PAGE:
Alvaro Recoba; you wonderful, inconsistent little maverick.
2. Zinedine Zidane vs Reggina 1999/00
A goal that contains all the hallmarks of classic Zidane: the tight control, the delightful elegance, the spatial awareness, and the ability to glide from left to right foot in an instant.
As absurd as it may sound, Zidane’s place amongst the pantheon of Juventus legends is currently undergoing a retrospective debate. Many fans believe that whilst he became the best player the world during his time in Italy and became the Zidane the world all knows, he didn’t deliver his finest performances in black and white, citing his two poor performances in the 1997 and ’98 Champions League finals.
Others argue that of course he deserves legendary status, he’s Zidane after all. When he produces moments like this, you can understand their argument.
The goal itself is almost immaterial; it’s the build up that is most mesmerizing. The outside of the boot flick to Del Piero from the throw in, the charge to the edge of the box, and sheer beauty of the pullback and shifting the ball on to his left foot in one glorious movement that took three Reggina defenders out of the picture.
Yet it should be noted that the finish was also magnificent; an emphatic finish that gave the keeper with next to no chance.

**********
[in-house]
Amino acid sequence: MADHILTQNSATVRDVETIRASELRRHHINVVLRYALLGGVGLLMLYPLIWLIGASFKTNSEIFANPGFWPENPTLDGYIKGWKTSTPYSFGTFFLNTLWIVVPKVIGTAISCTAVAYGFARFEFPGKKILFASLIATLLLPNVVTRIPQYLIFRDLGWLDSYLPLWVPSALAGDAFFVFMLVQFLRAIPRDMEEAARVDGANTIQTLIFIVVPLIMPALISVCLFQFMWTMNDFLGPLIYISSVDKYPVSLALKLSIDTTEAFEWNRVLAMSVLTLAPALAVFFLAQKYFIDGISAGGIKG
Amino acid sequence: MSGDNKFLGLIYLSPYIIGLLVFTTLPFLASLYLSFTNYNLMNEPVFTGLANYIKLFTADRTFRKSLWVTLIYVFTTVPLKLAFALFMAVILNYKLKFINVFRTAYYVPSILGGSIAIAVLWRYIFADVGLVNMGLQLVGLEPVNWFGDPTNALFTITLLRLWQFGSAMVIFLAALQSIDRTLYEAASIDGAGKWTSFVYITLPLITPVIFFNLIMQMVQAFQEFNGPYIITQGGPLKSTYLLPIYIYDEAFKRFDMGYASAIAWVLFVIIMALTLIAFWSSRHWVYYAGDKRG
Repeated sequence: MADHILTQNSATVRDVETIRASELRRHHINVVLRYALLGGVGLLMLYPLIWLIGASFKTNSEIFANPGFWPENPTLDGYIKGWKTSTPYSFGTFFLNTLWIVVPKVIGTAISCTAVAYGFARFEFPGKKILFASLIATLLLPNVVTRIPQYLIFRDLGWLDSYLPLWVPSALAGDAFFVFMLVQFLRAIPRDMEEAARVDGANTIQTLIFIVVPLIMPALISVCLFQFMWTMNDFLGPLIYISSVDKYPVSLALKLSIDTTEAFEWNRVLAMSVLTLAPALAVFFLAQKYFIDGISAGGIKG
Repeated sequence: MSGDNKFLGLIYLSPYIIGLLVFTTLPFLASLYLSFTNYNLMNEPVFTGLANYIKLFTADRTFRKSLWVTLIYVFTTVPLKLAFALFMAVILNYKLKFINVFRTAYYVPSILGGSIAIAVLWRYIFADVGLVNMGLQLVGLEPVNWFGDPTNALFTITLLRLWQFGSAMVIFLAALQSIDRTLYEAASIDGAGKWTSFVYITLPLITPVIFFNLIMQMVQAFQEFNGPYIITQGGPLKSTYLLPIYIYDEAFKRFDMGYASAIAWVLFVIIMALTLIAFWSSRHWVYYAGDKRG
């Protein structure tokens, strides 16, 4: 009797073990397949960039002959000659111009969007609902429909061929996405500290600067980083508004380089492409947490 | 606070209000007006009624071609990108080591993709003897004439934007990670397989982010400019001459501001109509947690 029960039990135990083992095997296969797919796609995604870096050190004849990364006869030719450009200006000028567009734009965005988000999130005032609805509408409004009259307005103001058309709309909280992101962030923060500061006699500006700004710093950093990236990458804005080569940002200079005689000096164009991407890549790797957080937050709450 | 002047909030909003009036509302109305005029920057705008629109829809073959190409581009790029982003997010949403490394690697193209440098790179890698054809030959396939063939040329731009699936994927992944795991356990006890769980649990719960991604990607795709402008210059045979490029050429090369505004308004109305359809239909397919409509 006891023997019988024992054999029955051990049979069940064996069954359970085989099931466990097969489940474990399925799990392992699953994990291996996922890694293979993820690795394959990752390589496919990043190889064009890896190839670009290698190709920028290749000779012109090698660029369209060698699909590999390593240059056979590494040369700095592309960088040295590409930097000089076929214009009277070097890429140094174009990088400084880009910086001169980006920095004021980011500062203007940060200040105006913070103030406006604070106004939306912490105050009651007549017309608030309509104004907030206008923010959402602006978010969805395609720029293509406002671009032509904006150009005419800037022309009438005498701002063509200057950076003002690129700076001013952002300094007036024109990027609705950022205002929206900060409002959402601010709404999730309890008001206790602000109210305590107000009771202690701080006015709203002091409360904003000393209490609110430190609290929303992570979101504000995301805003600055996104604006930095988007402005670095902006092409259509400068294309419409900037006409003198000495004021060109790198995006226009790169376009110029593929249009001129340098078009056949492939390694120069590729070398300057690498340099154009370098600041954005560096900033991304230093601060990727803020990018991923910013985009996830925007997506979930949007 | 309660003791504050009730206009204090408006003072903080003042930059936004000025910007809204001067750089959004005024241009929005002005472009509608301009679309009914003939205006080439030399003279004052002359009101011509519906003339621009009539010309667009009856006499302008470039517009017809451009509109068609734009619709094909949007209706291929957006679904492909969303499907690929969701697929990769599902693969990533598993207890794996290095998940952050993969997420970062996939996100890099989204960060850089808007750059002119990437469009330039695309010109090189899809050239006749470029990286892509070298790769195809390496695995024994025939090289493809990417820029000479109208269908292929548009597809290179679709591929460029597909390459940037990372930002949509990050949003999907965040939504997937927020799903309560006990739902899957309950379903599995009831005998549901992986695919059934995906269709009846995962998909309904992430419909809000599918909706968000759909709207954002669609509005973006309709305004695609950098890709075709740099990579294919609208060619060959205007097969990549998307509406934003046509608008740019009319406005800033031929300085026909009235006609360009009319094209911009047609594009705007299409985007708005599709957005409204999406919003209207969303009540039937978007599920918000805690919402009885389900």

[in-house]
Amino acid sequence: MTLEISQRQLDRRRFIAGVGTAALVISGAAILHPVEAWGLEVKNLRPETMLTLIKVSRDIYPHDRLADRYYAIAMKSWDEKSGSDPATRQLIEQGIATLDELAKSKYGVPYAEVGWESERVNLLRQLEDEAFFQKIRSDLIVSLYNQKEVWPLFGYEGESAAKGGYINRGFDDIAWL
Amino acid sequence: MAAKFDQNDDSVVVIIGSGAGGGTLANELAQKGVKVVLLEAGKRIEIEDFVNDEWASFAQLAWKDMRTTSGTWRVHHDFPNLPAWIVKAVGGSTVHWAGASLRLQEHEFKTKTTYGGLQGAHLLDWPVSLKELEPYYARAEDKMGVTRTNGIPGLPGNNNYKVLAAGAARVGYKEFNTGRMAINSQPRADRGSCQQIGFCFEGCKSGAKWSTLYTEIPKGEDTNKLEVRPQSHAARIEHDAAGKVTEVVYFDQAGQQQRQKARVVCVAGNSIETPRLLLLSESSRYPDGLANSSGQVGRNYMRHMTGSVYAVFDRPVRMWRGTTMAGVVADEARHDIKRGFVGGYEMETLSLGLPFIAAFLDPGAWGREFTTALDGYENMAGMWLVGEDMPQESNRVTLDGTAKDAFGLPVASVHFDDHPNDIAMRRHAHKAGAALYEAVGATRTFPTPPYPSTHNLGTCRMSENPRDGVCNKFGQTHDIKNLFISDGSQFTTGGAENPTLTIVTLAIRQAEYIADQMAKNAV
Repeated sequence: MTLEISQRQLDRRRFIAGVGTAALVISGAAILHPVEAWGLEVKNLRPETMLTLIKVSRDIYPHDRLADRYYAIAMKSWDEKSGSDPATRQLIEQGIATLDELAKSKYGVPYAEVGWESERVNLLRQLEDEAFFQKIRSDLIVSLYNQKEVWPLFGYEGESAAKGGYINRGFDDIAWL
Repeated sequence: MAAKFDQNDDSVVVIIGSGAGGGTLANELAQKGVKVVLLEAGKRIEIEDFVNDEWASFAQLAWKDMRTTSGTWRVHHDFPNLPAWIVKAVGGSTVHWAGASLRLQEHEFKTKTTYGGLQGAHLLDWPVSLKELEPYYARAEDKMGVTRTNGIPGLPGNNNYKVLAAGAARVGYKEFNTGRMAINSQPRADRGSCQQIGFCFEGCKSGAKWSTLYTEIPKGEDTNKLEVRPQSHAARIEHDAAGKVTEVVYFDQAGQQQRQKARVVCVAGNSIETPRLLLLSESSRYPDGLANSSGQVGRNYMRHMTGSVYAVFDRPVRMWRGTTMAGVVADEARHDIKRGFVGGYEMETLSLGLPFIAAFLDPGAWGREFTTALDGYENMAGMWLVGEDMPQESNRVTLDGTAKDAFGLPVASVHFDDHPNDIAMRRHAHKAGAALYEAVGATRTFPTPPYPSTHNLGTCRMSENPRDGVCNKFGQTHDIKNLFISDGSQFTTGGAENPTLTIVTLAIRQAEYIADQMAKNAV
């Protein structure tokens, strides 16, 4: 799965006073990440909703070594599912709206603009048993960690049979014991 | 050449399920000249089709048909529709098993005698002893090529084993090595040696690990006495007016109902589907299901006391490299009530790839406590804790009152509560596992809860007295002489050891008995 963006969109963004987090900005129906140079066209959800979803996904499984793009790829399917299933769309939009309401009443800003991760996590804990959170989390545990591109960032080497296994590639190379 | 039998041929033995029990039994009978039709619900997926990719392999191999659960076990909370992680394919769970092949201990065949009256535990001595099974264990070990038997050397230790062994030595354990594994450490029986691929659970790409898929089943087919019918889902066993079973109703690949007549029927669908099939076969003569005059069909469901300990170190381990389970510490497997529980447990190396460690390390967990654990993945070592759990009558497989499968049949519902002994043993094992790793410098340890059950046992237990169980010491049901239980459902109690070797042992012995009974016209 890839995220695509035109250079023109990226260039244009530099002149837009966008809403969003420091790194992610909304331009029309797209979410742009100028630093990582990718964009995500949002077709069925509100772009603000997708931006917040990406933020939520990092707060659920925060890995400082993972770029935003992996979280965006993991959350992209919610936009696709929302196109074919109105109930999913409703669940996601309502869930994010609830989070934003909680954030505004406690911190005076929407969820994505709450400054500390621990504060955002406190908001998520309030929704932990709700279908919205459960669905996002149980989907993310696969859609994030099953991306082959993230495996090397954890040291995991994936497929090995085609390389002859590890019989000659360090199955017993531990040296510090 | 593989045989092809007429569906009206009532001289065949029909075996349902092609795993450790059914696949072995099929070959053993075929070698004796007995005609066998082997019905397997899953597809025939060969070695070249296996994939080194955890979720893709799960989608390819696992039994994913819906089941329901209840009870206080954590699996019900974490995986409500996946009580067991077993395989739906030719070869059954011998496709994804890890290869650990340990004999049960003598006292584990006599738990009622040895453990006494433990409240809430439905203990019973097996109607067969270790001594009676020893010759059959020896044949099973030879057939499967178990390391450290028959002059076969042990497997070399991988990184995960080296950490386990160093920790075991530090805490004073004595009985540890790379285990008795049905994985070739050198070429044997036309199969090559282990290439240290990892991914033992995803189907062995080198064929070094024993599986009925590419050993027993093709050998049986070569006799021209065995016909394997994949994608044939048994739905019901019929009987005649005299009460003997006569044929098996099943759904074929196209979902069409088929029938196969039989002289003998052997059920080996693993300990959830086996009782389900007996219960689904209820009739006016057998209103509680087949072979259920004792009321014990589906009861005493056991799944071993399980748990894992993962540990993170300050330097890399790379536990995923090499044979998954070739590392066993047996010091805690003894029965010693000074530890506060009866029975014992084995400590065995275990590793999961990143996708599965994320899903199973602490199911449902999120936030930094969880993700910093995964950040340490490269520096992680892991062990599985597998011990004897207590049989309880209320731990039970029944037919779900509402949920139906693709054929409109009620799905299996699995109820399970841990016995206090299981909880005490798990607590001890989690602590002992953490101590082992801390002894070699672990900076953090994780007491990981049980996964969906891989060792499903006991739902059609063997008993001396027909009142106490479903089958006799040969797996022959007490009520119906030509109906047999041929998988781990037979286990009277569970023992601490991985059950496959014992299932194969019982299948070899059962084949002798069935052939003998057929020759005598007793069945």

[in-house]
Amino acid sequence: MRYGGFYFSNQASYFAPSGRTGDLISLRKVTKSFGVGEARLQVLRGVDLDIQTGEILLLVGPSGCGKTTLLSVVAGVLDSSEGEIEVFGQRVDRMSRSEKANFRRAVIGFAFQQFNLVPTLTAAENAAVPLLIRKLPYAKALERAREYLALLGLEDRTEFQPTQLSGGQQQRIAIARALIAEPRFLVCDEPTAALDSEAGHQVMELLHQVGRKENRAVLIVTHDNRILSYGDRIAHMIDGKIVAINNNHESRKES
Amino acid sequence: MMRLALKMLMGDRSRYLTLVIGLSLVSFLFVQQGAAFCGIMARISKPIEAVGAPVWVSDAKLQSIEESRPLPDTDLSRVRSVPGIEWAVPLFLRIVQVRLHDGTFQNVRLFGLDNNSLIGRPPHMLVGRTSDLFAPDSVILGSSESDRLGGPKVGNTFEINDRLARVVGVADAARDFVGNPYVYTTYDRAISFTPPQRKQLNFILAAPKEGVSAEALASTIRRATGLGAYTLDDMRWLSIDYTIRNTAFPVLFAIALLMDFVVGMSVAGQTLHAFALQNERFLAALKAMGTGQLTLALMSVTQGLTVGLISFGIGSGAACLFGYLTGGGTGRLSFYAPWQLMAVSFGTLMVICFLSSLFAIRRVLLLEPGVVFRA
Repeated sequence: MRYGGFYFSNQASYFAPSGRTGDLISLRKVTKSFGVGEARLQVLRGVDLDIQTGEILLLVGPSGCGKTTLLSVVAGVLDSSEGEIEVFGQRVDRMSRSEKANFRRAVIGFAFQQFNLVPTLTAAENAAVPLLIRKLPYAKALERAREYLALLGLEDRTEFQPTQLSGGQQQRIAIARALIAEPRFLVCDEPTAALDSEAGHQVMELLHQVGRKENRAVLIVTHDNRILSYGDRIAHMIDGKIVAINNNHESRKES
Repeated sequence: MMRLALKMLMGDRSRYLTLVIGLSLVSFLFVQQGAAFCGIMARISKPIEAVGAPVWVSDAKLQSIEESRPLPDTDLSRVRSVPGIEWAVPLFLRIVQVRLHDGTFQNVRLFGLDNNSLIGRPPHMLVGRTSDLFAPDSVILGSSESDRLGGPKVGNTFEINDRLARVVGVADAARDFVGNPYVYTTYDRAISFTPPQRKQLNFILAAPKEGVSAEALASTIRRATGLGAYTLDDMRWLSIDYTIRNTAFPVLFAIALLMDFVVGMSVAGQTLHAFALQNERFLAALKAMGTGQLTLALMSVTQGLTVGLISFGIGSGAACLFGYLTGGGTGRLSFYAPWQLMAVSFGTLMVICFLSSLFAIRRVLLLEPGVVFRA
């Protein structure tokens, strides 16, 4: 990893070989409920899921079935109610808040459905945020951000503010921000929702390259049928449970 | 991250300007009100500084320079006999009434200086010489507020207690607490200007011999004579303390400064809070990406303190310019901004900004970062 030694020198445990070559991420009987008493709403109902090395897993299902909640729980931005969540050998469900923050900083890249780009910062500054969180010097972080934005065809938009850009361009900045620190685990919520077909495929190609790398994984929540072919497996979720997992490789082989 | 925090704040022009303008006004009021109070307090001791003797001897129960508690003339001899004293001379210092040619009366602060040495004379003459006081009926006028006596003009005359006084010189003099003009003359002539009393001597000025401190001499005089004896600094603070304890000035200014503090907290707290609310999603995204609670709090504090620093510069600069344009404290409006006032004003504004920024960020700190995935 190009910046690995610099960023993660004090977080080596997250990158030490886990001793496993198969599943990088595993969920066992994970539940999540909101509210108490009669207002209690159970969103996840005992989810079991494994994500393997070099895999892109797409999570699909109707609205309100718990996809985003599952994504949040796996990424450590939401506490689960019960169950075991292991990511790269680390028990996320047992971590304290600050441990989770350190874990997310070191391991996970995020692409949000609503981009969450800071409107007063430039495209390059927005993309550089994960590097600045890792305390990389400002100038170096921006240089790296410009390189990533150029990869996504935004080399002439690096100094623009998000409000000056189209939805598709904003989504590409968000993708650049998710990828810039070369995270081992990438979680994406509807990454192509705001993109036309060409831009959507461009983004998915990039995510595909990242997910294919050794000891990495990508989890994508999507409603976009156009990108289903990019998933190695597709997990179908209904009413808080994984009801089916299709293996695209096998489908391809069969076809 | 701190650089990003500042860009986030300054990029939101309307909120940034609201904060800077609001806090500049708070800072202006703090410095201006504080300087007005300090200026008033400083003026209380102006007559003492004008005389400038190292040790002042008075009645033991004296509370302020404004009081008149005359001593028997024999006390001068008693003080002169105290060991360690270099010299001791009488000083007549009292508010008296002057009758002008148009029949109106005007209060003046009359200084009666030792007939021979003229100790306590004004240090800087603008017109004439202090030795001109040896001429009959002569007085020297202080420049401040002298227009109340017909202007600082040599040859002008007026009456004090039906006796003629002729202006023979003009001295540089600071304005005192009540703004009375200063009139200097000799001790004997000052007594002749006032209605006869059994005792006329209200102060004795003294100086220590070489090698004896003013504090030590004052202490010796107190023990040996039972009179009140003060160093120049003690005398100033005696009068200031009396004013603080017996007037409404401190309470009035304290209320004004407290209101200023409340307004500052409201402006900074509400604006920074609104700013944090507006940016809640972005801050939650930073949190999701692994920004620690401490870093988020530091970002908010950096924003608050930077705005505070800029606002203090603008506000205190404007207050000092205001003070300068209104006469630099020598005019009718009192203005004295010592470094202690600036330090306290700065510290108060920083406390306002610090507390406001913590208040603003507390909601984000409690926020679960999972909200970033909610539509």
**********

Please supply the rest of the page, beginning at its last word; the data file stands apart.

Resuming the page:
1. Roberto Baggio vs Juventus 2000/01
The touch. The Touch. The touch. The TOUCH.
“I was never satisfied with the easily-scored goal,” Baggio once stated. For a career that was criminally short on medals and trophies, he more than made up for it with improbable goals and moments of irrefutable genius that will long outlive the statistic of merely a few trophies won in a 20-year career.
As was noted at the beginning of this piece, all 25 goals could’ve just as easily belonged to Baggio, and the list would be equally as good, if not better, than what has appeared.
There will be no brief description of the goal here; no amount of words can do it justice. Just press play and marvel. Marvel at the pass, the run, and the touch. It’s simply a work of art. Baggio was a painter who used a ball instead of a brush, and the football pitch was his blank canvas.
Baggio, described by Richardson as being “remarkably other” over the course of multiple interviews, was the defining player of the Gazzetta era. The best player throughout its entire stretch, he seemed to operate on an entirely different playing field to every footballer of the period, on and off the pitch. Your typical footballer he wasn’t.
There have been very few players, then or since, who could manipulate the ball like Baggio. There wasn’t a type of goal missing from his repertoire; no goal was off limits.
It also set Andrea Pirlo off on his upward career trajectory. Previously struggling as a No.10, his six month stint back at Brescia changed his career, and this was an early demonstration of the damage he could inflict being deployed further back in midfield.
There are so many reasons why this goal is no.1, but it always falls back to one thing.
Read Football Italia at 25: Celebrating Gazzetta’s Greatest Golaccios (Part I) here
Read Football Italia at 25: Celebrating Gazzetta’s Greatest Golaccios (Part II) here
Words by Emmet Gates: @Emmet Gates
Emmet is a freelance football writer based in Italy. He is the author of Goal O’The Times and as well as The Gentleman Ultra, he has written for FourFourTwo, These Football Times and In Bed With Maradona.